Raymond Peters

Raymond Peters – just a month into his Assistant Case Manager Registered Apprenticeship – is already learning to master the unique skills he needs to serve his clients, who are experiencing homelessness.
 
“The language you use is so important. You have to relate to them as a person first, identifying their needs. Each client is different.”

Peters is charting an ambitious path. After experiencing housing insecurity himself eight years ago, he is simultaneously pursuing his apprenticeship and a college degree in Rehabilitation Services. On-the-job experience through Peters’ apprenticeship has made all the difference, he says, in helping him excel in the classroom. Peters is one of 12 apprentices in the first cohort of a new Assistant Case Manager Registered Apprenticeship Program, launched through a unique partnership between Worker Education and Resource Center (WERC), the LA County Department of Health Services, and Volunteers of America. WERC is a non-profit organization that for 20 years has provided high-quality workforce development programs in partnership with public service and safety net employers.

The work of an Assistant Case Manager Apprentice may include collecting data from clients, writing reports, creating a case plan and referring the client to other services. Many clients have other co-morbid risk factors for homelessness that need to be addressed, such as mental illness and/or substance abuse. By using motivational interviewing techniques and other skills learned in the Registered Apprenticeship, Peters is learning to gain the trust of his clients so they can together move toward a pathway to permanent housing.

“It’s important to gently guide the client to focus on immediate needs for health and safety,” Peters said. “For instance, I had one client who was very focused on the broader issue of homelessness in San Francisco. We have to recognize clients may have bigger goals, it’s very sensitive. But we want to make sure they are safe and healthy first, before they can pursue those goals.”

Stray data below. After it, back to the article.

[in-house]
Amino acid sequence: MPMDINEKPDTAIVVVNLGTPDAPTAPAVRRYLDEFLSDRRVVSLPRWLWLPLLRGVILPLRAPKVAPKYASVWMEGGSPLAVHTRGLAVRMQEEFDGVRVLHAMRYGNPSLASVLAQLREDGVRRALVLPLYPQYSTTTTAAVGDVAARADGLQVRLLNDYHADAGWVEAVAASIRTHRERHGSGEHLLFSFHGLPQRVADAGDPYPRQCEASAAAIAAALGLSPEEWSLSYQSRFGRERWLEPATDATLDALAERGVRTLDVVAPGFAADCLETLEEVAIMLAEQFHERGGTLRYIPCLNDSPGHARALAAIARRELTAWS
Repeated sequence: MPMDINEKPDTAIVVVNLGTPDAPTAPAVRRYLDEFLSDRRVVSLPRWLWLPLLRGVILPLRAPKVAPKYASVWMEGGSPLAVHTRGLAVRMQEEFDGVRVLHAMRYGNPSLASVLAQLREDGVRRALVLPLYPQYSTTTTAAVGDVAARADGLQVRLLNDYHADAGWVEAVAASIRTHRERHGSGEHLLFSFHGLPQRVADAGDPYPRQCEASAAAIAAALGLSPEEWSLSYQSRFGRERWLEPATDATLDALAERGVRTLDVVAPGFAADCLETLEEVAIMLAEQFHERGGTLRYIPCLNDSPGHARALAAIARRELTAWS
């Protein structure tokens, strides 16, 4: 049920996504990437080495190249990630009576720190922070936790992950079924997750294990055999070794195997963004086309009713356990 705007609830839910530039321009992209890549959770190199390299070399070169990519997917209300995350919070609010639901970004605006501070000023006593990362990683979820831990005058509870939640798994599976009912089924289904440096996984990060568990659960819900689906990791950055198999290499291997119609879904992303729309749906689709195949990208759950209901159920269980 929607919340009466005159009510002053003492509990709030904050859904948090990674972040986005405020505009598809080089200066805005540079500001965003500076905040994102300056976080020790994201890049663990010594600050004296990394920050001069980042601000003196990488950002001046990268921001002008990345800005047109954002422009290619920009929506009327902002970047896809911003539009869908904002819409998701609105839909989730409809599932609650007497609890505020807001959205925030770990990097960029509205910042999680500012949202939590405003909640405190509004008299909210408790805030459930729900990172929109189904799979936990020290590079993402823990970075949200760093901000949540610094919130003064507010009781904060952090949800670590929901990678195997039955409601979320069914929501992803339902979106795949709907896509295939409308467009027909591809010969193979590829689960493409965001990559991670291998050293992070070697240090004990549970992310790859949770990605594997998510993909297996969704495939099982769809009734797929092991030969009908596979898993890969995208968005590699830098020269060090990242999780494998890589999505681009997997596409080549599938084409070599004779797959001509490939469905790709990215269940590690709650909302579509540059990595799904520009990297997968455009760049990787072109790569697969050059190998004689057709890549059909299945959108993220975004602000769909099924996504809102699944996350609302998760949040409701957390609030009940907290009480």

Apprentices earn while they learn, starting out at the Los Angeles minimum wage of $14.25. The Registered Apprenticeship program conducts a competency test at six months, and those who score well earn a raise to $14.75. All apprentices have another six months to gain the skills needed to earn the Assistant Case Manager credential.

Funding for the program comes from what’s known as “Measure H”, a voter-approved quarter-cent sales tax dedicated exclusively to providing services and programs to prevent and fight homelessness. In May, the city approved a $460 million “Measure H” spending plan for this fiscal year.

The program is designed to place apprentices into entry-level Assistant Case Manager roles, with the opportunity to quickly advance to Case Managers. The pay for Case Managers varies, some start at $20 to $22 per hour. This career pathway can lead to jobs in Intensive Case Management Services, or as a program manager at social services agencies. Some apprentices may decide to go back to school to become licensed social workers.

Raymond Peters says the training has been an invaluable start to a career of helping clients get the support they need to get on a track to future success.